How to Survive a Day in the Life of a Zany Seventeen-year-old

November 29, 2009
By carnation26 BRONZE, San Francisco, California
carnation26 BRONZE, San Francisco, California
2 articles 0 photos 0 comments

If you ever wake up and discover that you are Priscilla Liu, simply follow these guidelines to emerge unscathed.

First, wear a fancy orange top, blue pants, purple socks and yellow pair of Converse; look like someone spilled his semester art project on you. March to the kitchen and make breakfast. Today is the cereal and chocolate milk day and not, as you had hoped, the blueberry pop tarts day. When the clock says 7.50 a.m. mechanically shoulder your backpack and leave the dishes on the sink. You are going to school.

Out of the corner of your eye, your school bus, which is too small to actually be called a bus, complete with the expressionless driver, is waiting. You climb on, and when the bus – or van – hisses and rumbles forward, you take out a book. A minute goes by and Pablo taps on your shoulder. The two of you then continue concocting a plan for next summer’s backpack trip in Europe.

“So we’ll bike to Rome and eat ice cream flavored pizza,” you hear him say smilingly.

Wonder whether such a tall tale could be true but decide it's foolish to question such obvious facts. At school you shuffle to classes and look forward to amusing conversations with your friends. English classes always entrance you but you listlessly walk to Chinese classes afterwards. Inevitably, lunch arrives and you let out a long sigh. Glance at your watch and hurry to attend the newspaper club meeting. As the staff gets settled, gently remind them that neither saluting nor calling you ‘Chairman Mao’ is necessary. It’s almost ridiculous since “Priscilla” is a perfectly fine name.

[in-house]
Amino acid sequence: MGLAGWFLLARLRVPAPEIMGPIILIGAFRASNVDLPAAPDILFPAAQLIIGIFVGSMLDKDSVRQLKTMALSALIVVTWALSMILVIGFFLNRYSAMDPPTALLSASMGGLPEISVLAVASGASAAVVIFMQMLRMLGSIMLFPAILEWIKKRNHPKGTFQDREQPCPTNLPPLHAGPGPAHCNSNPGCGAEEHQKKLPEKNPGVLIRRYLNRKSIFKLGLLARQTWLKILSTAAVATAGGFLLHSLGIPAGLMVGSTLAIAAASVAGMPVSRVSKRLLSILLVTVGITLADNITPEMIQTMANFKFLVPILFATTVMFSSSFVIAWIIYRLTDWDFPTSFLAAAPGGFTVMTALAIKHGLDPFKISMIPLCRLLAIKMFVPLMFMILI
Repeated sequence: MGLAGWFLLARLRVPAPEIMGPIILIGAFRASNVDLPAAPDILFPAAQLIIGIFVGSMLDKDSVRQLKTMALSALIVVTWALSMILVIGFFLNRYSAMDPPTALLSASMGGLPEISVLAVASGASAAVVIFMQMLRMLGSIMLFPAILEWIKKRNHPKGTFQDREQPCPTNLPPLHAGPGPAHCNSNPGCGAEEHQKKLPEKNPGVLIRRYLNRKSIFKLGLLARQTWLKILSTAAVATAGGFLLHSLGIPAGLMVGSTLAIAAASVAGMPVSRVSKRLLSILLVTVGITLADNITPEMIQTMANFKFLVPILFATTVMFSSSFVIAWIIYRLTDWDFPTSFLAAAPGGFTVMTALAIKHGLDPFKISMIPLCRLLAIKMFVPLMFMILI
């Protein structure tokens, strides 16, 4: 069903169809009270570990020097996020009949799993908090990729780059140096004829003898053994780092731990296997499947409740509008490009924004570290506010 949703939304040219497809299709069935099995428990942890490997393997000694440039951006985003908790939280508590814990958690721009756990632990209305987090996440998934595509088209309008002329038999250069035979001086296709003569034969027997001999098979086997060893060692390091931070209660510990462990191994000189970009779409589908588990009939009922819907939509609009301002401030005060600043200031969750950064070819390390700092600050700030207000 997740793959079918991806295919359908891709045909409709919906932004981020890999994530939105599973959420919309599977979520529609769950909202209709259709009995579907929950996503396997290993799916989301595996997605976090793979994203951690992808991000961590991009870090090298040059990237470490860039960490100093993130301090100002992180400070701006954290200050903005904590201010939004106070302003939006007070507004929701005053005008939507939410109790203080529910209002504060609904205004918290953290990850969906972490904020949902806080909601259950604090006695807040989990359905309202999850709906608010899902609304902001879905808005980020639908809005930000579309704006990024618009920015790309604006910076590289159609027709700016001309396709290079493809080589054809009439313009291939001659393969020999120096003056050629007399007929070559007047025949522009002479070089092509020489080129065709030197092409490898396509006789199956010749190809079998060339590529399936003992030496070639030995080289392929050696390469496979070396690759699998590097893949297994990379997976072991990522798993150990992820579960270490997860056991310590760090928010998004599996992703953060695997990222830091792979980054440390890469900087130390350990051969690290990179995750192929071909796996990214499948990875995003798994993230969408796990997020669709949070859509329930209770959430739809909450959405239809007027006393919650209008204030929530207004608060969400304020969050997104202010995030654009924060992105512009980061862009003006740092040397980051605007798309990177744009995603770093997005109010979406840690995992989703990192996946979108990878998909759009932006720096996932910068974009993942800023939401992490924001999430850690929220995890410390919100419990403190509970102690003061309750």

There is no taxi home so you start theorizing about how the family planning program in China has failed to decrease the competition in getting taxis. Commend yourself on the brilliant hypothesis on your way home.

A hand stretches itself from a shadow behind you. The sight of your bag zipper widely open, revealing its contents throws you into alarm. Panic-stricken, you begin to holler at the culprit, demanding your cell-phone or iPod or wallet or history paper – whatever he stole – back. The culprit, dejected, admits he took nothing. Merrily return to your course and go home. Having a near-death experience has become part of everyday life since you moved to China. Make a mental note to buy pepper spray.

Store the foodstuffs in your refrigerator and make a start on the garlic. You are cooking pasta Aglio Olio. Just as any sane person wouldn’t eat macaroni without cheese nor eat cheese without macaroni, you eat dinner in front of the television – you can never watch TV without eating dinner or eat dinner without watching TV. After dinner, wonder why the revolution in 1905 failed to overthrow Russian Czarism and finish your history essay.

Change into cotton pajamas and sink into your armchair. Flip to page 77 of Hemingway’s A Moveable Feast and imagine yourself meeting Ezra Pound in his studio. Once the meeting is over, retire to your rustic bed and indulge in the sweet, momentary satisfaction of having gone through yet another day. Turn off the light.

The author's comments:
This is a creative piece that is supposed to give a general idea of who I am. The idea is inspired by Lorrie Moore's How To book, which is a divine collection of short stories written in second person point of view.

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This article has 1 comment.

on Jul. 30 2011 at 8:09 pm
FatesMistake13, Springerville, Arizona
0 articles 0 photos 157 comments

Favorite Quote:
"Most people die of a sort of creeping common sense, and discover when it is too late that the only things one never regrets are one's mistakes." Oscar Wilde

"The books that the world calls immoral are books that show the world its own shame."

i really enjoyed how youwrote this. very creative :) Do you really live in china???

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